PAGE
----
COVID-19: New Travel Restrictions and Enforced Quarantine

Yesterday (26th July), the government imposed new quarantine regulations for all UK travellers returning from mainland Spain and Spanish Islands (e.g. Canaries and Balearics) which means they MUST self isolate for 14 days upon their return. Travellers already in Spain can stay for the full duration of their holiday / visit. However, all but essential travel to mainland Spain is being advised against.

This swift action from The Government has thrown the holiday plans of many into disarray and created yet more challenges for employers and employees alike. So, firstly, what are the rules?

What are the quarantine rules?

On their return, travellers from affected countries – including UK nationals – are asked to provide an address where they will self-isolate for 14 days (they can be fined £100 for failing to provide these details) and one in five affected passengers will be called or texted to check they are following the rules.

Passengers should drive in their own car to their destination, where possible. If they don’t provide an address, the government will arrange accommodation at the traveller’s expense. Once at their destination, they must not use public transport or taxis during the quarantine period. They must not go to work, school, or public areas, or have visitors except for essential support. Plus, they should not go out to buy food, or other essentials if they can rely on others.

What are the options for employers?

The sudden implementation of the new rules mean that employers will once again be asked to be flexible with employees returning from holiday. The following options can be considered:

  • Working from home – if your business can accommodate home working and your employee can work effectively from home they can do so during the 14 day quarantine period and be paid normally.
  • Holiday – if they have sufficient holiday entitlement available they can take the time of as annual leave.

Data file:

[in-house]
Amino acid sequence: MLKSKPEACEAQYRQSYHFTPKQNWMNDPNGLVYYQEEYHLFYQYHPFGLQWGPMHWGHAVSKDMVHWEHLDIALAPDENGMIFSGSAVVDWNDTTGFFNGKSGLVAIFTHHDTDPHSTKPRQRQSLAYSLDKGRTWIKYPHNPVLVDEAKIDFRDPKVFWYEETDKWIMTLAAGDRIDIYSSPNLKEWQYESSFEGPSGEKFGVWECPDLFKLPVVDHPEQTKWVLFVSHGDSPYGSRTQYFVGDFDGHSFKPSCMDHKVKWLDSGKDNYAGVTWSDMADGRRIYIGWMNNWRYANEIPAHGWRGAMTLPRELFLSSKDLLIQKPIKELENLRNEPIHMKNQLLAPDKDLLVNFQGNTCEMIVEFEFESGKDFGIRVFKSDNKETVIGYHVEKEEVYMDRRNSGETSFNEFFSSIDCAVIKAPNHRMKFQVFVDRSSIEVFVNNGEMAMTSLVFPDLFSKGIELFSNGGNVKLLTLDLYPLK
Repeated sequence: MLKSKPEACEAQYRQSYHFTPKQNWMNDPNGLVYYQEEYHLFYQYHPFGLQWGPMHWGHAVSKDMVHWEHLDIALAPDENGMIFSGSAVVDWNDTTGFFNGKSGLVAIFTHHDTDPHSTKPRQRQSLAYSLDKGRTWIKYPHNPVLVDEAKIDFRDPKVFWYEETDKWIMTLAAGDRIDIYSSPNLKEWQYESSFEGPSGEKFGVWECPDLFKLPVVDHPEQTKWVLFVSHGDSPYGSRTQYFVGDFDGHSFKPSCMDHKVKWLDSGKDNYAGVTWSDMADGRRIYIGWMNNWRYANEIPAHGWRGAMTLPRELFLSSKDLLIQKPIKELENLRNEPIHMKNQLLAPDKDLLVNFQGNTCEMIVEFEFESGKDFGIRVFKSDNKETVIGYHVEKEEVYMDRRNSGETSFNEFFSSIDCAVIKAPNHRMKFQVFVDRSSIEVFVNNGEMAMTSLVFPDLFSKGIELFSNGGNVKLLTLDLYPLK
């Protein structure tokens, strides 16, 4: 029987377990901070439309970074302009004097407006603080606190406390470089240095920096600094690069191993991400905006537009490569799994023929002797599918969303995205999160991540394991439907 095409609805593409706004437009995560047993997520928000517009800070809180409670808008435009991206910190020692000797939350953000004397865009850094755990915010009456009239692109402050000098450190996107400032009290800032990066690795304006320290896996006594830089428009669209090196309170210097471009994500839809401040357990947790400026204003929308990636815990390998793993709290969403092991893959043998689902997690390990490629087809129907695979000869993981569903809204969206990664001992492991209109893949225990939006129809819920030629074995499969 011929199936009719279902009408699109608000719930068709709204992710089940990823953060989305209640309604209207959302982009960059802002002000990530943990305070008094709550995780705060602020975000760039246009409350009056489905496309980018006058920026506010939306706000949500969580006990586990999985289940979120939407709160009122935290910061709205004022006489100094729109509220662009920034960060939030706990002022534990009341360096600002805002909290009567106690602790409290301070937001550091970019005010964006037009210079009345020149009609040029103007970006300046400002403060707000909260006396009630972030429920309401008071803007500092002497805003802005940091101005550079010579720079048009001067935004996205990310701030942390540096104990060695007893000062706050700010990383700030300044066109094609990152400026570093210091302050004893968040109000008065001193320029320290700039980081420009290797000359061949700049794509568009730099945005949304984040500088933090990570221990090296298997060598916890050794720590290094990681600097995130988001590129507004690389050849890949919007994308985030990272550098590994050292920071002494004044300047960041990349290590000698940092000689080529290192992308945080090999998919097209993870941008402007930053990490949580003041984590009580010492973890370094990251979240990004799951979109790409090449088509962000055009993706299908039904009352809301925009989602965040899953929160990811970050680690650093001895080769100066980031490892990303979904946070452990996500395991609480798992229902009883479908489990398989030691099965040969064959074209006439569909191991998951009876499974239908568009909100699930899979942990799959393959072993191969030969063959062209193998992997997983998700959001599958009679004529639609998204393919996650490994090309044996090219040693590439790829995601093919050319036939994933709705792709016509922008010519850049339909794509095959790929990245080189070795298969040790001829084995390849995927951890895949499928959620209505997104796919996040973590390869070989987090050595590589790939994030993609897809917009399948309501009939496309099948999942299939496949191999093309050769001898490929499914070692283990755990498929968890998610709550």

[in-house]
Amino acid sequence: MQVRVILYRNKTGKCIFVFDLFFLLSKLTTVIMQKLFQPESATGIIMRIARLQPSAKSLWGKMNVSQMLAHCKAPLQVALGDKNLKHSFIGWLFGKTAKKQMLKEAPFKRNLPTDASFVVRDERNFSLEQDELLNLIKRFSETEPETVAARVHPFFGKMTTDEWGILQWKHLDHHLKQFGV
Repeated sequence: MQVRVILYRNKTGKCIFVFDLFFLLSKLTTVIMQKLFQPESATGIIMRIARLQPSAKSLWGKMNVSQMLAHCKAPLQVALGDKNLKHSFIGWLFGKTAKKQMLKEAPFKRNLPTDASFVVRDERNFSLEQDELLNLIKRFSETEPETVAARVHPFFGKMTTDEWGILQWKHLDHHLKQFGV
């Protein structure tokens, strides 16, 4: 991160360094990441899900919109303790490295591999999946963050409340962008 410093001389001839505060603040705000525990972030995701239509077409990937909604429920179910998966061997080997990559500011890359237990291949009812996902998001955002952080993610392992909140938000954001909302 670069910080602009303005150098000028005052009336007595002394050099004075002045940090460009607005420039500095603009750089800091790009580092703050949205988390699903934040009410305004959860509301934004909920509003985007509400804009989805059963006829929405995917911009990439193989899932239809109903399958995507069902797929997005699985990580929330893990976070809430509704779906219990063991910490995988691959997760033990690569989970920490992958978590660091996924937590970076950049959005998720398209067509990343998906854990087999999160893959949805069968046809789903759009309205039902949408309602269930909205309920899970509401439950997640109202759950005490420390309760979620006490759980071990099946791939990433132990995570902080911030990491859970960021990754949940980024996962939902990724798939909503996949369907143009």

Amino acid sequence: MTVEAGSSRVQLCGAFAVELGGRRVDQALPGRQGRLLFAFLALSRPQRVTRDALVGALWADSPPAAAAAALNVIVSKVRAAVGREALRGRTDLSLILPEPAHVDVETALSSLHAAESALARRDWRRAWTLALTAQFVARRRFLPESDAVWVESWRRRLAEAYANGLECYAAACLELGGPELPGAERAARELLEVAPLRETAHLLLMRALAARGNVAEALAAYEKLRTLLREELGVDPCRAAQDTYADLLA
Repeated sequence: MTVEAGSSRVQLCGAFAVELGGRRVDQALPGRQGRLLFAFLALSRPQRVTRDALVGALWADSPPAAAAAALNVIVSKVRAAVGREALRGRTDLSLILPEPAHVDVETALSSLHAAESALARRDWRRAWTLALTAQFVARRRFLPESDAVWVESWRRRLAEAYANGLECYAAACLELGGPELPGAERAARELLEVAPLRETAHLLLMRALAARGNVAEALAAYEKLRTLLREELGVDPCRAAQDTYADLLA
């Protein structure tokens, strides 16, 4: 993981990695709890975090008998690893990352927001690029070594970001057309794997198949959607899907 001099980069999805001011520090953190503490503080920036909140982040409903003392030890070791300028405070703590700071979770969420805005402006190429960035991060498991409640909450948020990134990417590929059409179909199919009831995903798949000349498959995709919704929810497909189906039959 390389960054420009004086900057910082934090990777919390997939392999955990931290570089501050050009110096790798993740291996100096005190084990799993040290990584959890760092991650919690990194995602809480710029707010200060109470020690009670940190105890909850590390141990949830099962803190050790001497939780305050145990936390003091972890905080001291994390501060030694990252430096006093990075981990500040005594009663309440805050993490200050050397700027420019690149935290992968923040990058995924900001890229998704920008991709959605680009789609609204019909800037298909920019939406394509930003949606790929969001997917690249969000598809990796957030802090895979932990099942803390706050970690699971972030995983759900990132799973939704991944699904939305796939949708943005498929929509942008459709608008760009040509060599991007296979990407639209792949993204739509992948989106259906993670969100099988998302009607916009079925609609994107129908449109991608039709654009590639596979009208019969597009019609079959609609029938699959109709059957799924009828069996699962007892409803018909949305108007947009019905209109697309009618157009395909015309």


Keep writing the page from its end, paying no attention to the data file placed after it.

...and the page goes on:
• Unpaid leave – an employer could allow the time off as unpaid leave.
  • Furlough – if the employee was furloughed under the original scheme (which ended on 30th June, where a 3 week qualifying period was required) the employee could be put on furlough for the quarantine period

How about those with holidays booked?

Some employees may have booked Spanish holidays that are now in question, raising a number of issues:

  • Employees may cancel their holiday to Spain and want to also cancel their time off from work (Employers do not have to agree to the cancellation of pre-booked leave).
  • Employees may want to continue with their plans but need to quarantine on their return.
  • Employees may choose to travel but not be able to return from their holiday destination due to local restrictions.

This is an ever-changing situation and this latest move demonstrates how quickly things can change. It is quite possible that similar measures may be imposed for other destinations so it is a good idea for employers to consider how they will deal with these scenarios. While there may be some sympathy for employees who are caught out by the new rules, employers also have to consider business continuity and whether it is reasonable for an employee to insist on taking a holiday in a high risk area subject to quarantine.

These situations will continue to challenge employers over the coming months so we will continue to update you and are here to help with any specific questions you may have.